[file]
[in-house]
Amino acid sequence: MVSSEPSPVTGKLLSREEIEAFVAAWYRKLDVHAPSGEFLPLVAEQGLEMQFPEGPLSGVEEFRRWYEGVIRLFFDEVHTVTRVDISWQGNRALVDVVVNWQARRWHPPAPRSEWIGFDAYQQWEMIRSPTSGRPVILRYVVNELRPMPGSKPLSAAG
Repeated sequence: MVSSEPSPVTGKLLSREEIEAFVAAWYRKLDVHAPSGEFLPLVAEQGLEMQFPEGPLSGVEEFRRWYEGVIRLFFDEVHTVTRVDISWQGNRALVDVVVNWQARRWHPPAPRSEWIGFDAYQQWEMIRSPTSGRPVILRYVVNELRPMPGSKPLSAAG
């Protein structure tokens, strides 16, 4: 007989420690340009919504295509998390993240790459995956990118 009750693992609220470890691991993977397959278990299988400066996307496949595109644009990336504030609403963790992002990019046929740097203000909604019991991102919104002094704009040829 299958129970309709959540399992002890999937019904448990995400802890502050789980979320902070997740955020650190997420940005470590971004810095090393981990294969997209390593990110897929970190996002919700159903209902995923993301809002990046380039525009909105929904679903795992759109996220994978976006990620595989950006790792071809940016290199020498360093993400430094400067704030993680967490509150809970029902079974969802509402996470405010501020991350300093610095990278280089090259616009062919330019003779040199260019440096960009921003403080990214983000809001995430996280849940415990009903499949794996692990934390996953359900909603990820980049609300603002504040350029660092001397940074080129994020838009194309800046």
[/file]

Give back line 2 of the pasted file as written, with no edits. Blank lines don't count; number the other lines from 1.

Amino acid sequence: MVSSEPSPVTGKLLSREEIEAFVAAWYRKLDVHAPSGEFLPLVAEQGLEMQFPEGPLSGVEEFRRWYEGVIRLFFDEVHTVTRVDISWQGNRALVDVVVNWQARRWHPPAPRSEWIGFDAYQQWEMIRSPTSGRPVILRYVVNELRPMPGSKPLSAAG